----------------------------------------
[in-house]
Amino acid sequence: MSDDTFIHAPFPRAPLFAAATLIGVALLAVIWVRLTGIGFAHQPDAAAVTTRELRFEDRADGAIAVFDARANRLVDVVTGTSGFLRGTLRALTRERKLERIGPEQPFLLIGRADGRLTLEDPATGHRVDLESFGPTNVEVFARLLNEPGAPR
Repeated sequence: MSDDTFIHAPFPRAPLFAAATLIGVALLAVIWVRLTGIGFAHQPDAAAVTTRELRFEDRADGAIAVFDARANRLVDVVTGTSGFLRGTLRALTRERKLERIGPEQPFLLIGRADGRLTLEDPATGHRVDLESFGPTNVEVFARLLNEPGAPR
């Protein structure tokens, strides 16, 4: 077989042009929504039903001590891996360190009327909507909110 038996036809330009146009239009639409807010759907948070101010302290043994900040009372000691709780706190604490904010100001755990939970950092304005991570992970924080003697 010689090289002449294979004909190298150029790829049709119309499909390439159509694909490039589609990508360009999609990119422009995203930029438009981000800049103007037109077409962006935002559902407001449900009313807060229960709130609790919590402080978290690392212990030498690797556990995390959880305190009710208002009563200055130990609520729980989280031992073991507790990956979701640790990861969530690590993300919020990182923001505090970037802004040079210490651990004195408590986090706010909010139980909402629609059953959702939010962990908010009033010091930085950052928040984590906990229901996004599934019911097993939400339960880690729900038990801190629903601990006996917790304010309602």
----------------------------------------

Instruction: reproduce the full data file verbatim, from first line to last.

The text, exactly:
[in-house]
Amino acid sequence: MSDDTFIHAPFPRAPLFAAATLIGVALLAVIWVRLTGIGFAHQPDAAAVTTRELRFEDRADGAIAVFDARANRLVDVVTGTSGFLRGTLRALTRERKLERIGPEQPFLLIGRADGRLTLEDPATGHRVDLESFGPTNVEVFARLLNEPGAPR
Repeated sequence: MSDDTFIHAPFPRAPLFAAATLIGVALLAVIWVRLTGIGFAHQPDAAAVTTRELRFEDRADGAIAVFDARANRLVDVVTGTSGFLRGTLRALTRERKLERIGPEQPFLLIGRADGRLTLEDPATGHRVDLESFGPTNVEVFARLLNEPGAPR
């Protein structure tokens, strides 16, 4: 077989042009929504039903001590891996360190009327909507909110 038996036809330009146009239009639409807010759907948070101010302290043994900040009372000691709780706190604490904010100001755990939970950092304005991570992970924080003697 010689090289002449294979004909190298150029790829049709119309499909390439159509694909490039589609990508360009999609990119422009995203930029438009981000800049103007037109077409962006935002559902407001449900009313807060229960709130609790919590402080978290690392212990030498690797556990995390959880305190009710208002009563200055130990609520729980989280031992073991507790990956979701640790990861969530690590993300919020990182923001505090970037802004040079210490651990004195408590986090706010909010139980909402629609059953959702939010962990908010009033010091930085950052928040984590906990229901996004599934019911097993939400339960880690729900038990801190629903601990006996917790304010309602």